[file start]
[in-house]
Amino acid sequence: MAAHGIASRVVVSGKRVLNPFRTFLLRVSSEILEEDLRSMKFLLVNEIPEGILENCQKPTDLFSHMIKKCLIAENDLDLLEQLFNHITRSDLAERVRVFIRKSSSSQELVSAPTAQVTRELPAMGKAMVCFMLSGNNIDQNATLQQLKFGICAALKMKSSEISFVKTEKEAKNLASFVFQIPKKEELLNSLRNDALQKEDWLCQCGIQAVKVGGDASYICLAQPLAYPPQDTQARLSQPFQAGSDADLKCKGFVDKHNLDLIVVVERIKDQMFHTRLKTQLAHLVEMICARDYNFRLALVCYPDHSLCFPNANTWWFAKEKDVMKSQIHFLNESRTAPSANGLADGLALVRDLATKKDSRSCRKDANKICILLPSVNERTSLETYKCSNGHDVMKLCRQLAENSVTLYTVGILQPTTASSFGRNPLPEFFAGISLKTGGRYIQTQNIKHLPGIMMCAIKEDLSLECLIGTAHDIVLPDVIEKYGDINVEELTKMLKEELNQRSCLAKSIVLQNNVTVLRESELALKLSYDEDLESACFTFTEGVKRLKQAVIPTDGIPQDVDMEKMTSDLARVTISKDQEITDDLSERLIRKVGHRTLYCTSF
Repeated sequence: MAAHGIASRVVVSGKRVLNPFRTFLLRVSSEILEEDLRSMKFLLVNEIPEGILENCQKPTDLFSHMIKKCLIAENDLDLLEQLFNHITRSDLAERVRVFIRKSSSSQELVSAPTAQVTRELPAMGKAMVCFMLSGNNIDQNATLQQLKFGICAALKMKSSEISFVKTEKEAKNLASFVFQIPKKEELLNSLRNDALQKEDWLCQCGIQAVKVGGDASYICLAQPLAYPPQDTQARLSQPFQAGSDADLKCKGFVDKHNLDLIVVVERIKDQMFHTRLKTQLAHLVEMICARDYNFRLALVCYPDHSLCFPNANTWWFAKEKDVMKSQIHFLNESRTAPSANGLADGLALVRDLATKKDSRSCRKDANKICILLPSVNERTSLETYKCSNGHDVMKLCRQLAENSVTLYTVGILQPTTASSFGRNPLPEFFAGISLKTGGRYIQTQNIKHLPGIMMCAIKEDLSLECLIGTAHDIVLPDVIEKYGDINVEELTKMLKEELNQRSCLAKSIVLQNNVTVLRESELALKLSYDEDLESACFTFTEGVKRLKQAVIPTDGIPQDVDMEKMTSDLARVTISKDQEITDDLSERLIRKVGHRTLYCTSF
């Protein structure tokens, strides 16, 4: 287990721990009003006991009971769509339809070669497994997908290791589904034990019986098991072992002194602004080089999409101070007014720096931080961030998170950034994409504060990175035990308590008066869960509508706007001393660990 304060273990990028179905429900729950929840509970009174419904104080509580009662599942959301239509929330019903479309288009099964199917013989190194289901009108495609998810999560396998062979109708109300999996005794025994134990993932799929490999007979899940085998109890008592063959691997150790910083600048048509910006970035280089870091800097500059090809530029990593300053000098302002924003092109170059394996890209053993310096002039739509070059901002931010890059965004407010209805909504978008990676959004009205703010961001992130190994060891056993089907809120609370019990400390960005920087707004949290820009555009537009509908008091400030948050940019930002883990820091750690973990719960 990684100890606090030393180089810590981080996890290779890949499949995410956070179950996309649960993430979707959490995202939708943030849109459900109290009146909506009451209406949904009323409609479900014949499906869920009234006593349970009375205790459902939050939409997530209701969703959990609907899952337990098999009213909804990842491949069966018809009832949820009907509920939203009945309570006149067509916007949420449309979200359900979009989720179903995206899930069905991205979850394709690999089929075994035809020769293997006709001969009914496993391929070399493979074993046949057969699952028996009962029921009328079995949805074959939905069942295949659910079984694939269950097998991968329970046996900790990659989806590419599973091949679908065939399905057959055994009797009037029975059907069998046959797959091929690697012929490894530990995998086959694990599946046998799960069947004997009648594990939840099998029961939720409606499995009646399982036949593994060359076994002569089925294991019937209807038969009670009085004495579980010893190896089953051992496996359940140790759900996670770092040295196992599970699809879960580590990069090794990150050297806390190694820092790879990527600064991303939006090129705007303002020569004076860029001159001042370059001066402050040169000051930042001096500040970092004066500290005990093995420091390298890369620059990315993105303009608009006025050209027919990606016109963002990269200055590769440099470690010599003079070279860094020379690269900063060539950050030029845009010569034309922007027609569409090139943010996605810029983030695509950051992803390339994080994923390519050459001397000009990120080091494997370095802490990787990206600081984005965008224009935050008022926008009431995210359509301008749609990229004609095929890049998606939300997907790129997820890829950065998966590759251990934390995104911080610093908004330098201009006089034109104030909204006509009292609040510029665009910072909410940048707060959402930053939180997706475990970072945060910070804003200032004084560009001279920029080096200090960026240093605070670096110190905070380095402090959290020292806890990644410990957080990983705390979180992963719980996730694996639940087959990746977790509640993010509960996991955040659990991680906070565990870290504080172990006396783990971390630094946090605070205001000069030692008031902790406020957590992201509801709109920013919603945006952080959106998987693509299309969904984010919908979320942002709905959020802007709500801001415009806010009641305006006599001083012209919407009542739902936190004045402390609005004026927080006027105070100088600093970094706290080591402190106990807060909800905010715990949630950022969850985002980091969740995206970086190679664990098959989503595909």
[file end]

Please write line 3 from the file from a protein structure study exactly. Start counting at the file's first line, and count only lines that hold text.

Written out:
Repeated sequence: MAAHGIASRVVVSGKRVLNPFRTFLLRVSSEILEEDLRSMKFLLVNEIPEGILENCQKPTDLFSHMIKKCLIAENDLDLLEQLFNHITRSDLAERVRVFIRKSSSSQELVSAPTAQVTRELPAMGKAMVCFMLSGNNIDQNATLQQLKFGICAALKMKSSEISFVKTEKEAKNLASFVFQIPKKEELLNSLRNDALQKEDWLCQCGIQAVKVGGDASYICLAQPLAYPPQDTQARLSQPFQAGSDADLKCKGFVDKHNLDLIVVVERIKDQMFHTRLKTQLAHLVEMICARDYNFRLALVCYPDHSLCFPNANTWWFAKEKDVMKSQIHFLNESRTAPSANGLADGLALVRDLATKKDSRSCRKDANKICILLPSVNERTSLETYKCSNGHDVMKLCRQLAENSVTLYTVGILQPTTASSFGRNPLPEFFAGISLKTGGRYIQTQNIKHLPGIMMCAIKEDLSLECLIGTAHDIVLPDVIEKYGDINVEELTKMLKEELNQRSCLAKSIVLQNNVTVLRESELALKLSYDEDLESACFTFTEGVKRLKQAVIPTDGIPQDVDMEKMTSDLARVTISKDQEITDDLSERLIRKVGHRTLYCTSF